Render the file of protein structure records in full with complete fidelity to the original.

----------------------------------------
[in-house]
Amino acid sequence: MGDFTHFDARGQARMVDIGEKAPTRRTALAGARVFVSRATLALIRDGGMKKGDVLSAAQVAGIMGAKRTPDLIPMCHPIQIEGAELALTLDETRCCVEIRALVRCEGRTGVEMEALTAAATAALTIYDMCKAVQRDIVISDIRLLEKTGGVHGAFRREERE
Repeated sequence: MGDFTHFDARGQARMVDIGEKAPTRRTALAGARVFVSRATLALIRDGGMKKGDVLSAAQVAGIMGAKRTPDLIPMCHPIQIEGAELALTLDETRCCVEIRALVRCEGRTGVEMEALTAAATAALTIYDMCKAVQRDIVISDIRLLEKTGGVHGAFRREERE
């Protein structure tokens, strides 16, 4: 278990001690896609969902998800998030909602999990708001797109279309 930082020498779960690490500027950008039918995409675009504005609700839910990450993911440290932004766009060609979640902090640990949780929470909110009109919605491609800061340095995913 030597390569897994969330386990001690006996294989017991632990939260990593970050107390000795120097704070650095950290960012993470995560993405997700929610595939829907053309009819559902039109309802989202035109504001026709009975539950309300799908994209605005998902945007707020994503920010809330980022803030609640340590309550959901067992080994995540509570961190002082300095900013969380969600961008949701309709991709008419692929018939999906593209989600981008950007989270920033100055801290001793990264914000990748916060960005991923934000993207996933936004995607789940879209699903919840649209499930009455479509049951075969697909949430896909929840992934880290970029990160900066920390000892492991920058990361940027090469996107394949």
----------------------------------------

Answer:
[in-house]
Amino acid sequence: MGDFTHFDARGQARMVDIGEKAPTRRTALAGARVFVSRATLALIRDGGMKKGDVLSAAQVAGIMGAKRTPDLIPMCHPIQIEGAELALTLDETRCCVEIRALVRCEGRTGVEMEALTAAATAALTIYDMCKAVQRDIVISDIRLLEKTGGVHGAFRREERE
Repeated sequence: MGDFTHFDARGQARMVDIGEKAPTRRTALAGARVFVSRATLALIRDGGMKKGDVLSAAQVAGIMGAKRTPDLIPMCHPIQIEGAELALTLDETRCCVEIRALVRCEGRTGVEMEALTAAATAALTIYDMCKAVQRDIVISDIRLLEKTGGVHGAFRREERE
């Protein structure tokens, strides 16, 4: 278990001690896609969902998800998030909602999990708001797109279309 930082020498779960690490500027950008039918995409675009504005609700839910990450993911440290932004766009060609979640902090640990949780929470909110009109919605491609800061340095995913 030597390569897994969330386990001690006996294989017991632990939260990593970050107390000795120097704070650095950290960012993470995560993405997700929610595939829907053309009819559902039109309802989202035109504001026709009975539950309300799908994209605005998902945007707020994503920010809330980022803030609640340590309550959901067992080994995540509570961190002082300095900013969380969600961008949701309709991709008419692929018939999906593209989600981008950007989270920033100055801290001793990264914000990748916060960005991923934000993207996933936004995607789940879209699903919840649209499930009455479509049951075969697909949430896909929840992934880290970029990160900066920390000892492991920058990361940027090469996107394949």